Another Talent Management Lesson From Reality TV – Really Lesser-Known Reality TV

Paul Hebert Change, Driving Productivity, Paul Hebert, Total Rewards

Realityreject No not American Idol.  No not Big Brother.  No not the Surreal Life (although there are some real cautionary tales in that hot mess of humanity.)  Nope – not Top Chef either.

I’m talking Top Shot.

Whaaaaaaaat?  I hear you saying.


Top Shot is a History channel reality show hosted by 3-time Survivor show contestant Colby Donaldson.  The show features two teams of eight people competing in various types of shooting challenges with the last remaining contestant getting a $100,000 grand prize and the title of “Top Shot.”

The characters aren’t as interesting or off-the-wall as in most of the other popular reality shows – in fact they’re a bit boring really.  But I have a TV addiction with a perchance for reality shows (where else can you see human behavior in their full, unedited, unscripted glory -sarcasm intended.) My addiction provides me some nuggets of learning and insight and keeps you from having to bear the full weight of that responsibility.

And below is one AHA! nugget for all of us managers and HR pros to ponder…

“People don’t rise to challenges, they fall back on training and habit when under pressure.”

Palma That was uttered by Peter Palma – a plumber by trade.  But Peter also graduated second in his class at the Marine Corps Sniper School, served in Fallujah, collects historic and practical weapons of all kind, makes potato guns out of PVC pipe and is a mascot of a roller derby team. (Did I say these guys were a bit boring?)

That quote is so “anti” everything most of us believe it just has to be true.  Not only that, as Peter tells the group, it is something that he learned in Marine sniper school.  I’m guessing when the Marines teach you something about how you’ll perform under pressure it’s based on historical data (who got killed and who didn’t) mucho training and ultimately, about achieving a mission or objective.  The Marines don’t mess around with feel-good incentives and recognition – they jump right to the heart of the matter (as do our other Armed Forces – I respect and thank you ALL!)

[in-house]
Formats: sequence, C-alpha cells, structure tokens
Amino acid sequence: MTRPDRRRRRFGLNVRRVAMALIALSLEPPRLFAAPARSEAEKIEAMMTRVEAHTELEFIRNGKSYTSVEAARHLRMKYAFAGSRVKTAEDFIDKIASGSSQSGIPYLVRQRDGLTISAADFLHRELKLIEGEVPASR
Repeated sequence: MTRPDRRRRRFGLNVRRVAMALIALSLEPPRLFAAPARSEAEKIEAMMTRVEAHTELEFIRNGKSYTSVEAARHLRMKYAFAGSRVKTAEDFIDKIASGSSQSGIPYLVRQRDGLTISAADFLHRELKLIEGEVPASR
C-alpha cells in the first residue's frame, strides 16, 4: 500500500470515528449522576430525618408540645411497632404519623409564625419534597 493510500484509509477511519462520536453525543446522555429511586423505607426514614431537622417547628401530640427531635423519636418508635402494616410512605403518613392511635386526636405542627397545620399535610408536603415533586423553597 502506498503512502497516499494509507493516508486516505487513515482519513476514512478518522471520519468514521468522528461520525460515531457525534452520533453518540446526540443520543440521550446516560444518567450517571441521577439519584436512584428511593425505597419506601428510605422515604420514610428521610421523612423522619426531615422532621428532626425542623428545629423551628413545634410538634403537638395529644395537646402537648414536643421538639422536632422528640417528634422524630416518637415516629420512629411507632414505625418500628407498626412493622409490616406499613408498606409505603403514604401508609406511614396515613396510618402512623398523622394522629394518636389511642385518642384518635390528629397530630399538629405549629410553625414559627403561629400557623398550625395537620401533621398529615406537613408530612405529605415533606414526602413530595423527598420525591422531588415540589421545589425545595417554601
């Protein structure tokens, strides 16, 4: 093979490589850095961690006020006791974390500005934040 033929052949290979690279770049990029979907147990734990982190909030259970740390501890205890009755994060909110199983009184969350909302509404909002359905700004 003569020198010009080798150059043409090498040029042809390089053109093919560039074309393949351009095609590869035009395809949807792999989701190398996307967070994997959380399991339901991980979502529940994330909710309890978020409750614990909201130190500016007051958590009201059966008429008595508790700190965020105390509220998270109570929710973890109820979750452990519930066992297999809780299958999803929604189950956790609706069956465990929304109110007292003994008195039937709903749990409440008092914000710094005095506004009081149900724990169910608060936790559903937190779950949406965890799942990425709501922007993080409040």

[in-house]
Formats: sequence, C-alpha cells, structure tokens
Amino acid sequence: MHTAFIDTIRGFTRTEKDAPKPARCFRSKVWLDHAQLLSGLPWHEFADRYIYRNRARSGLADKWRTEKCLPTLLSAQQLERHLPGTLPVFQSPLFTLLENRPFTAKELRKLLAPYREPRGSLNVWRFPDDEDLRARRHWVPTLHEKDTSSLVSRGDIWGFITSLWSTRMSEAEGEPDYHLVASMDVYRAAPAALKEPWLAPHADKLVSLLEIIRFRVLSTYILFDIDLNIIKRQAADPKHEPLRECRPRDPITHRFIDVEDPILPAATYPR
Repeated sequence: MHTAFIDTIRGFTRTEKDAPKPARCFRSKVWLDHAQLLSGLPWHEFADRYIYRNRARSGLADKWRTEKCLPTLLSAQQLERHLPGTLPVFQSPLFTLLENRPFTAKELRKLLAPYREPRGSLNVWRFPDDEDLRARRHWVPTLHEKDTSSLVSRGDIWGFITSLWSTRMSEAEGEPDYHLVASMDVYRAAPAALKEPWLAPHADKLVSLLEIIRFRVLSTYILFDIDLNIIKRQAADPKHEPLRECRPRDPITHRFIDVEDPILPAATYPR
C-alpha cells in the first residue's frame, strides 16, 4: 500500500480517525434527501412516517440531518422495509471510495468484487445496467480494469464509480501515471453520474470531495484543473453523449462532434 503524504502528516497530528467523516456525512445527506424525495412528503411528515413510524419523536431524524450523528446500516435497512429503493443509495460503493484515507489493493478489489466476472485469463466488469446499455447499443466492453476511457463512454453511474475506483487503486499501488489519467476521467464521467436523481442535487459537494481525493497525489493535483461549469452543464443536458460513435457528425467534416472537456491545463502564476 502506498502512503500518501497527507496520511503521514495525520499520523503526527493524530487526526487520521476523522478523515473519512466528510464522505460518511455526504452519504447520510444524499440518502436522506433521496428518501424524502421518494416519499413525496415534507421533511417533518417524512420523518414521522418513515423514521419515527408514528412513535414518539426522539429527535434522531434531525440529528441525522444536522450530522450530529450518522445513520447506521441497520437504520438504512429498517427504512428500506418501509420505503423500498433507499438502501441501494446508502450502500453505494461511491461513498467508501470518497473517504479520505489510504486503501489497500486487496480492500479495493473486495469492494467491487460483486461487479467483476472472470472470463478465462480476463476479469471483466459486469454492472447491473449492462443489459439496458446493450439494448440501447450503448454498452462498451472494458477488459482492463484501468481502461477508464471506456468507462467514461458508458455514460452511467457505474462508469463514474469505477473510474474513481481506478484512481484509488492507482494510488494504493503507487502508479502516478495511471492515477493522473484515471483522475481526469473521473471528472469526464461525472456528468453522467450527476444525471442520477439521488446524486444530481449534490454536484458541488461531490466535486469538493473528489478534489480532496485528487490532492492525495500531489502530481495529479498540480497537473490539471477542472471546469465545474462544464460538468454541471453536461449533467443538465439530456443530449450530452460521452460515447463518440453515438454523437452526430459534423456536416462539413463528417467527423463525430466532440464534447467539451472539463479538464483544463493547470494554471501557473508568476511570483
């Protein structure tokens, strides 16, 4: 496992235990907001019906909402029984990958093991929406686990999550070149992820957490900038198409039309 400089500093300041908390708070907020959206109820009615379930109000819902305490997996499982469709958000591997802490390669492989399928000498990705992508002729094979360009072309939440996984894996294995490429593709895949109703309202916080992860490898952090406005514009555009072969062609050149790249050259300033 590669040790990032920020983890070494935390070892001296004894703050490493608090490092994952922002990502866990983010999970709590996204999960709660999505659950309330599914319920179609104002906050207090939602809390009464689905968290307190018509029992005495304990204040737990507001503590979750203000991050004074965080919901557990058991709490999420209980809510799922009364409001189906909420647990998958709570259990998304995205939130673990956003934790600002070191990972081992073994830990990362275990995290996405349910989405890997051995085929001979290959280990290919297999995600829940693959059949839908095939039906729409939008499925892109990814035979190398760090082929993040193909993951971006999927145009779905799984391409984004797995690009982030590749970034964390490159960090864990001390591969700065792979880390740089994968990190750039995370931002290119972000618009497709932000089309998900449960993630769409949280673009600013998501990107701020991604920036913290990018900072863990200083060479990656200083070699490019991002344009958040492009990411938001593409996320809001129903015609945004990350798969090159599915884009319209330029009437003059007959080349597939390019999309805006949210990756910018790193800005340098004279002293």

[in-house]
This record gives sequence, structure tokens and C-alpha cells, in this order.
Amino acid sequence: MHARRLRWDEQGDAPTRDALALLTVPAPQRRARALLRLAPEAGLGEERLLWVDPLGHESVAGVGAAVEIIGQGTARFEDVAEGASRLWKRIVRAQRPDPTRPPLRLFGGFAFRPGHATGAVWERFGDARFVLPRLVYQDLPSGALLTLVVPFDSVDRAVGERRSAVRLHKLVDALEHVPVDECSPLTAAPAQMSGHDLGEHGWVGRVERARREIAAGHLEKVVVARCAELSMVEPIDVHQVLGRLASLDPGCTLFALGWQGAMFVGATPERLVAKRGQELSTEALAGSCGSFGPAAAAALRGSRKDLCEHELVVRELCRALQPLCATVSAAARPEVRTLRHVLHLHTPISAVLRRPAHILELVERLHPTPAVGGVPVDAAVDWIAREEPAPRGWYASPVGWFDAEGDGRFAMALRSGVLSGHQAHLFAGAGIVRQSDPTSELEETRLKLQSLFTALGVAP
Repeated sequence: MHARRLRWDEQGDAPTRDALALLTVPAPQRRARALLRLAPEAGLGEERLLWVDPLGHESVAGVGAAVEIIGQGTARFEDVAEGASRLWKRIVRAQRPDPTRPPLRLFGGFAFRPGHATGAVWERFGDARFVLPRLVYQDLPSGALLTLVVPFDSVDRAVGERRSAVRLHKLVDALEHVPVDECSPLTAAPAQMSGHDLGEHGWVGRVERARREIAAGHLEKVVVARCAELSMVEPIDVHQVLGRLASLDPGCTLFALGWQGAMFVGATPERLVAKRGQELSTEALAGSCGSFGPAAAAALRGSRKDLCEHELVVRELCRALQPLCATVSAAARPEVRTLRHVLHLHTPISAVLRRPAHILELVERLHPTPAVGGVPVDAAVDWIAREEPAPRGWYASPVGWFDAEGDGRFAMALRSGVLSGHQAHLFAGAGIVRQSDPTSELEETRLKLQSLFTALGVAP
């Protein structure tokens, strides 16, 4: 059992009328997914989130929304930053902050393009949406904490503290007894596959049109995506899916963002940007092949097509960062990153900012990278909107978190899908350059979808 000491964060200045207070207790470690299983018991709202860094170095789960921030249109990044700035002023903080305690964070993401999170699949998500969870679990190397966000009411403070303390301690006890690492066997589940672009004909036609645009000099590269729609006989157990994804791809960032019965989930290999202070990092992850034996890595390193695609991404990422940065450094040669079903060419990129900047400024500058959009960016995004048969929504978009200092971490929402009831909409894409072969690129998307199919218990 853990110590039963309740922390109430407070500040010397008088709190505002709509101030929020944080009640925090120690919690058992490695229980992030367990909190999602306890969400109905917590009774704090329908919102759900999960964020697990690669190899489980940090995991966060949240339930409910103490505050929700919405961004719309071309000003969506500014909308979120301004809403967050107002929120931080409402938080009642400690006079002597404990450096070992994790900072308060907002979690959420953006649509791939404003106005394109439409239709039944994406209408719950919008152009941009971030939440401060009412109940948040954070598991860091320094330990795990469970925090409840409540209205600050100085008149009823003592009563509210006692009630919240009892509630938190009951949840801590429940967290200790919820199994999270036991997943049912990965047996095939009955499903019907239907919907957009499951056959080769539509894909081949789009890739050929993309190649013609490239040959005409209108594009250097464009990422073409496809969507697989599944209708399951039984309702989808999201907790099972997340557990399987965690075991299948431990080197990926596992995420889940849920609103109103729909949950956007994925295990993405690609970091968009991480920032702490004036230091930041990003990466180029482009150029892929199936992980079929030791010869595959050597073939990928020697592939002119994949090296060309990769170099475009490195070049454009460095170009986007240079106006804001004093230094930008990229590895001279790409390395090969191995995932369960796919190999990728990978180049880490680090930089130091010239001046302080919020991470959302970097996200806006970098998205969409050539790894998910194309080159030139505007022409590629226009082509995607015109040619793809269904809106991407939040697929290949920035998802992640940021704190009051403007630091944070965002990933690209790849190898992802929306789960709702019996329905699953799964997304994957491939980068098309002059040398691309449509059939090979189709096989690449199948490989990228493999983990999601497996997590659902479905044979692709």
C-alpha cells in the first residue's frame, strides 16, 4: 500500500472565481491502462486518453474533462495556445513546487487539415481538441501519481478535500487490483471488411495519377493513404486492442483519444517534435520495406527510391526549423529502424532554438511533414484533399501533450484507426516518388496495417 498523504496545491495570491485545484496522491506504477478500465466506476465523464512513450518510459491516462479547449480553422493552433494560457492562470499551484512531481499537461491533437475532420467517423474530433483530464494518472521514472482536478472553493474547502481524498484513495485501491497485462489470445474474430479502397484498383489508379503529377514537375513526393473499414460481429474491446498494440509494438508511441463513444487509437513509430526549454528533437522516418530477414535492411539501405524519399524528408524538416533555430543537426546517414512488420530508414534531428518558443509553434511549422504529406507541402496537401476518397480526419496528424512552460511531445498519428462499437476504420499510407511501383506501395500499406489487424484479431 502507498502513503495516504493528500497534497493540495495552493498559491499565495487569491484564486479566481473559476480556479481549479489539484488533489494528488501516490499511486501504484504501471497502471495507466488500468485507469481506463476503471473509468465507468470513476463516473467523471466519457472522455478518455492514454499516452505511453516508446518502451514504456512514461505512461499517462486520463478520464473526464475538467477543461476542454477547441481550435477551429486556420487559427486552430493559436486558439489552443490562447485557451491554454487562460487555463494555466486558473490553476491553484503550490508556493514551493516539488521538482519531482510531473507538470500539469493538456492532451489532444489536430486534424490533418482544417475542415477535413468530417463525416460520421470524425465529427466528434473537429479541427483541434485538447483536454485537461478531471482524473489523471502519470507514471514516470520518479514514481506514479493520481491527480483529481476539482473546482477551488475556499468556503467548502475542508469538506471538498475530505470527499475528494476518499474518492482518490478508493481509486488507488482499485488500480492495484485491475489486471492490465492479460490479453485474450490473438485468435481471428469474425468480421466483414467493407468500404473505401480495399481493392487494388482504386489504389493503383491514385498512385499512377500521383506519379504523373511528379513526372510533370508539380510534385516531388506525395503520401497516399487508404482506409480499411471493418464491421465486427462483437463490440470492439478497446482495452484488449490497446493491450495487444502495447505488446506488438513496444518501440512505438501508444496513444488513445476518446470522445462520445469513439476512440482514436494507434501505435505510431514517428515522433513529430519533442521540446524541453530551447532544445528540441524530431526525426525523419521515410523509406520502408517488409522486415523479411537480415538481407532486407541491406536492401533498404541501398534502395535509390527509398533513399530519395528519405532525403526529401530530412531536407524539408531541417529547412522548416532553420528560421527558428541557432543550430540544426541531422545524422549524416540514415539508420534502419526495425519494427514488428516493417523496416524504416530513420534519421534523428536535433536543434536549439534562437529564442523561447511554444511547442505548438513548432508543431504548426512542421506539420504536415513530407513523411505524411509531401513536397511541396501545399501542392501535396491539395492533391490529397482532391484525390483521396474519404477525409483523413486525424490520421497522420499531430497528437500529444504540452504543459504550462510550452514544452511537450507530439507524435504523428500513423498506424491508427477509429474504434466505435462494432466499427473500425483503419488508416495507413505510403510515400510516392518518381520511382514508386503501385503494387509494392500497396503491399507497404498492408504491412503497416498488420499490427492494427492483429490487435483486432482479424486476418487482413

Train for Pressure

Thinking about this over the weekend I came away with these conclusions:

  • Most managers believe people rise to the challenge.  And they’re probably wrong 99% of the time.
  • We Don’t Train for Pressure – we train for what to do under “normal” conditions.
  • Most managers don’t consider training as a key component of outstanding performance as much as they consider the “intangibles.”
  • And the most important thing… Most employees are currently operating under stress.  From the economy to the speed of change that many businesses contend with on a daily basis – there is no “normal” – only rapid and unexpected change.

What Should We Train For?

So what do your employees fall back on, now that the “normal” is stress, and their training doesn’t reflect that reality?

From an HR perspective I’d be looking for the skill sets that are needed for performance in an environment that is stress-laden.  Instead of designing or buying training programs for what “used to be normal” you should be looking at training programs that teach people how to work under stress.

Programs that teach people how to prioritize.

Programs that teach people how to make better decisions with less information – not programs that teach people how to make decision when they have “perfect” information (can anyone say MBA case studies?)

HR should be helping managers (and managers – you need to help HR) determine the training needed so employees don’t have to “step up” to perform – but fall back into habits and training.